Maddie and Alex prepare for their school health report about smoking, and learn from Maddie's grandfather why he started smoking and why he hasn't quit. The story stresses the importance of never using tobacco products and the dangers of passive smoke, particularly to children with asthma and allergies. This book has received positive reviews from the American Cancer Society, the American Lung Association, and many health car professionals.
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Kim Gosselin was born and raised in Michigan where she attended Central Michigan University. She began her professional writing career shortly after her two young sons were both diagnosed with chronic illnesses. Kim is extremely committed to bringing the young reader quality children's health education while raising important funds for medical research. Kim now resides, writes, and gives consultations. Kim is the recipient of the 1998 National American Lung Association Presidential Award. She is an avid supporter of the American Lung Association, the American Cancer Society, the Epilepsy Foundation of American, and a member of the American Diabetes Association, the Juvenile Diabetes Foundation International, the Society of Children's Book Writers and Illustrators, the Small Publishers Association of North America, the Publishers Marketing Association, and the Author's Guild.From School Library Journal:
Grade 2-4?This pointed lesson is told as the story of a classroom health report. There's a bit of humor at the outset as Maddie, contemplating her grandfather's terrible cough, blurts out, "Smoking stinks!" Readers will empathize with her embarrassment as the teacher confronts her for her outburst and assigns smoking as the topic for her report. At lunch, she and a classmate discover that they both have health problems made worse by a family member's smoking, so they invite Maddie's grandfather to speak to the class about his habit. Buttner's charcoal sketches, suffused with subdued color, are grainy and robust, but somewhat inconsistent in the age and appearance of the two children. However, both classroom and home scenes are unpretentious and lively. The points made by Grandpa Norman are predictable: "There's NOTHING good about smoking." Endorsements from health professionals fill the jacket and endsheets, adding to the didacticism. The story moves along well, though, and offers readers the chance to speak up about the smoking done around them. Readers will join the class in cheering Grandpa Norman as he throws away his cigarettes. The classroom scenario should be a comfortable means of introducing discussion on this pressing topic.?Margaret Bush, Simmons College, Boston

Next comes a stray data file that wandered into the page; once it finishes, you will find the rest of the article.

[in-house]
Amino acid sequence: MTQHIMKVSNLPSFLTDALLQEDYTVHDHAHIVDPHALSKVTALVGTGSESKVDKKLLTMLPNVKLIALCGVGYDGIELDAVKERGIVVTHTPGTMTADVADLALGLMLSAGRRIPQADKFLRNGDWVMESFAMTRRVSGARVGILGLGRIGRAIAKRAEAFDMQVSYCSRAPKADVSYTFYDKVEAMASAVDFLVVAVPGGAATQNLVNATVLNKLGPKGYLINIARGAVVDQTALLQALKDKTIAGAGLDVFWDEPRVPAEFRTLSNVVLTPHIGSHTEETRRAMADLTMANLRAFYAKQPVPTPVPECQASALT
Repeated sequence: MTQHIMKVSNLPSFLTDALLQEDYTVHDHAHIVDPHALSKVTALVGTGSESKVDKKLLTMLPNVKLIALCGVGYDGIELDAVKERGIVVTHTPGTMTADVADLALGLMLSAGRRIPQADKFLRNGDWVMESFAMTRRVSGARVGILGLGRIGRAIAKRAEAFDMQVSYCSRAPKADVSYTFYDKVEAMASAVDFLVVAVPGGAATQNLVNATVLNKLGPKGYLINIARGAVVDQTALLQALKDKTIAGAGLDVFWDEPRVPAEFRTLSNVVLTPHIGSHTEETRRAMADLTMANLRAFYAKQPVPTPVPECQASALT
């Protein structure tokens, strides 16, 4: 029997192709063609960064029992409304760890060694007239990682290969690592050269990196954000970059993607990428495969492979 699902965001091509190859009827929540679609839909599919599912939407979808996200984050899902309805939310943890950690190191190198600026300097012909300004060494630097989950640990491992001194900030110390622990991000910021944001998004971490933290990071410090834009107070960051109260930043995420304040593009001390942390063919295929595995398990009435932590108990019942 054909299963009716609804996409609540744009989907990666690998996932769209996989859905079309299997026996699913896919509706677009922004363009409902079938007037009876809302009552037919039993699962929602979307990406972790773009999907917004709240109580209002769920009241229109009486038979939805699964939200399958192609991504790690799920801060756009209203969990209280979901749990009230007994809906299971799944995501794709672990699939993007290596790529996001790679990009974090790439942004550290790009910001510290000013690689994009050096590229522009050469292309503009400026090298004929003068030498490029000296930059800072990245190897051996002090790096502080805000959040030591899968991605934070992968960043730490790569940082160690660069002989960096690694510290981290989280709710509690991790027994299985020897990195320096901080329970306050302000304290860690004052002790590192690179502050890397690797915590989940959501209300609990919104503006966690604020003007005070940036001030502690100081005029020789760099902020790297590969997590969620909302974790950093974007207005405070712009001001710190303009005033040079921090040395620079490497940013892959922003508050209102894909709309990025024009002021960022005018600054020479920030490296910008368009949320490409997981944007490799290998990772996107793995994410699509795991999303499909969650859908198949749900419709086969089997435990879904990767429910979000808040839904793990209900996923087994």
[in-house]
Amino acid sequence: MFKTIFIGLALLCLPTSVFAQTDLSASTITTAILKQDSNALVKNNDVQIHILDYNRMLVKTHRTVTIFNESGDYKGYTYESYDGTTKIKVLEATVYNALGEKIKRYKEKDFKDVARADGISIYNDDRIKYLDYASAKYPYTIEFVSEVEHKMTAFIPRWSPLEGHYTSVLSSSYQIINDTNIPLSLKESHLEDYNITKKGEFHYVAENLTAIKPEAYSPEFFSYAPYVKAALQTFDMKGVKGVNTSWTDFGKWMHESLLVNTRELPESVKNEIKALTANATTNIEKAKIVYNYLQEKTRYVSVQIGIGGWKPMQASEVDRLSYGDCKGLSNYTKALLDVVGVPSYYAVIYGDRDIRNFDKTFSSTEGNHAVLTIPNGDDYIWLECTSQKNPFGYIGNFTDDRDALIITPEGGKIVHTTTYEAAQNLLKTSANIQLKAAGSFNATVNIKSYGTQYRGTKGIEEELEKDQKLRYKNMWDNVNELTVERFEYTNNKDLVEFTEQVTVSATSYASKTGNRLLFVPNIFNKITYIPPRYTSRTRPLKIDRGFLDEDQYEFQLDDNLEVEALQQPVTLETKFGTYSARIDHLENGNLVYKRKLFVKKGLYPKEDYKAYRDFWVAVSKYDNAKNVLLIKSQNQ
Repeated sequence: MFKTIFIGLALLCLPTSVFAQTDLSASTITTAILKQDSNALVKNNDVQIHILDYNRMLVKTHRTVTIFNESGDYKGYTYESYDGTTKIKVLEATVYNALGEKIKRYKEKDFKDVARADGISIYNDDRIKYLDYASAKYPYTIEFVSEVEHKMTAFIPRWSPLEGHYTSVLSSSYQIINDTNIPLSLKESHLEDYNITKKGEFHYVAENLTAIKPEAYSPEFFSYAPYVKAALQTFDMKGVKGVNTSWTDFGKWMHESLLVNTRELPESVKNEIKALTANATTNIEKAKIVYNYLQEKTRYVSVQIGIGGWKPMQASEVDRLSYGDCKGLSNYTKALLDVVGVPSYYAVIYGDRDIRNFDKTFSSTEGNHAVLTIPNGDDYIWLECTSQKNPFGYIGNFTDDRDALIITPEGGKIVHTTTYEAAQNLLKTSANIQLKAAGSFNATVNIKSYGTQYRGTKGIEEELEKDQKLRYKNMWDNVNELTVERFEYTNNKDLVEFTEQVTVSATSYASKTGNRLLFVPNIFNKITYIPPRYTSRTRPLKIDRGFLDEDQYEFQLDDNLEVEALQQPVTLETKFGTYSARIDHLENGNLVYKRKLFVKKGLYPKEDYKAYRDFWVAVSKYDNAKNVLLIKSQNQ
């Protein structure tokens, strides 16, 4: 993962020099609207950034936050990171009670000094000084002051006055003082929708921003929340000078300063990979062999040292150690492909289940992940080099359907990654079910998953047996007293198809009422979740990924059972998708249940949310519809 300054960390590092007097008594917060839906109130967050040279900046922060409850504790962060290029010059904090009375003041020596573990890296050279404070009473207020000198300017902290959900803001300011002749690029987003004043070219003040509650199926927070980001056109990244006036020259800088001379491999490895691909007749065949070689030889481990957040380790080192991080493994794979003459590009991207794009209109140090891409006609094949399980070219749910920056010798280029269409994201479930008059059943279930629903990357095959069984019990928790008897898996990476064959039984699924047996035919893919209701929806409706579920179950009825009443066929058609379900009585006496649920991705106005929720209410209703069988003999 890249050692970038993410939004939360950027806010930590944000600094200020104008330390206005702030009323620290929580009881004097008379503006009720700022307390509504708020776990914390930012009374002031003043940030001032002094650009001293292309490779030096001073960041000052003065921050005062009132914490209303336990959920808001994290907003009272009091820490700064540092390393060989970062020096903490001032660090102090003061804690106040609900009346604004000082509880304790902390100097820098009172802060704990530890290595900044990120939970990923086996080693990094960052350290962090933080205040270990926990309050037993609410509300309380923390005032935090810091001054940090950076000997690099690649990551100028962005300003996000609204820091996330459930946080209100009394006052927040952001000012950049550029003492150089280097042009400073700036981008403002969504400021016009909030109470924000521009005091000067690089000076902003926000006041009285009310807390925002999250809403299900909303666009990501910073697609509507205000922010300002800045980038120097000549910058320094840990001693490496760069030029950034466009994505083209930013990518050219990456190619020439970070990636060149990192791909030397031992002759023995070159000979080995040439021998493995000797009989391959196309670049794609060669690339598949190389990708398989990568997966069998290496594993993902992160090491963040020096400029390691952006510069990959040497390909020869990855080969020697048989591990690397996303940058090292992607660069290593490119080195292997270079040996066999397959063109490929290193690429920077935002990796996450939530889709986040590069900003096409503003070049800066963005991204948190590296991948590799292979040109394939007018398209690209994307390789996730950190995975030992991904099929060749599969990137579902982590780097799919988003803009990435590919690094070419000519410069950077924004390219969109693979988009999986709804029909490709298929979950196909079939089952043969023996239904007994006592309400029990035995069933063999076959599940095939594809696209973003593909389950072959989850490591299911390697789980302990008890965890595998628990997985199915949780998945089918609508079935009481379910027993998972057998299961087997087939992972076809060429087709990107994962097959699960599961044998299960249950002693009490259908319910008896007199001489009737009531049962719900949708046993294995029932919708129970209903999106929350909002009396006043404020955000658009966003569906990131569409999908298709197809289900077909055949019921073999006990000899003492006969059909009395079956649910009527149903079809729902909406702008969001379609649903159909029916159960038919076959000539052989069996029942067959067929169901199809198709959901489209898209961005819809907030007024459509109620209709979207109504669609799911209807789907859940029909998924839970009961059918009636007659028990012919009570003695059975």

Copyright 1998 Reed Business Information, Inc.
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Book Description Sagebrush Education Resources, 1998. Hardcover. Book Condition: New. Never used!. Bookseller Inventory # P111417621443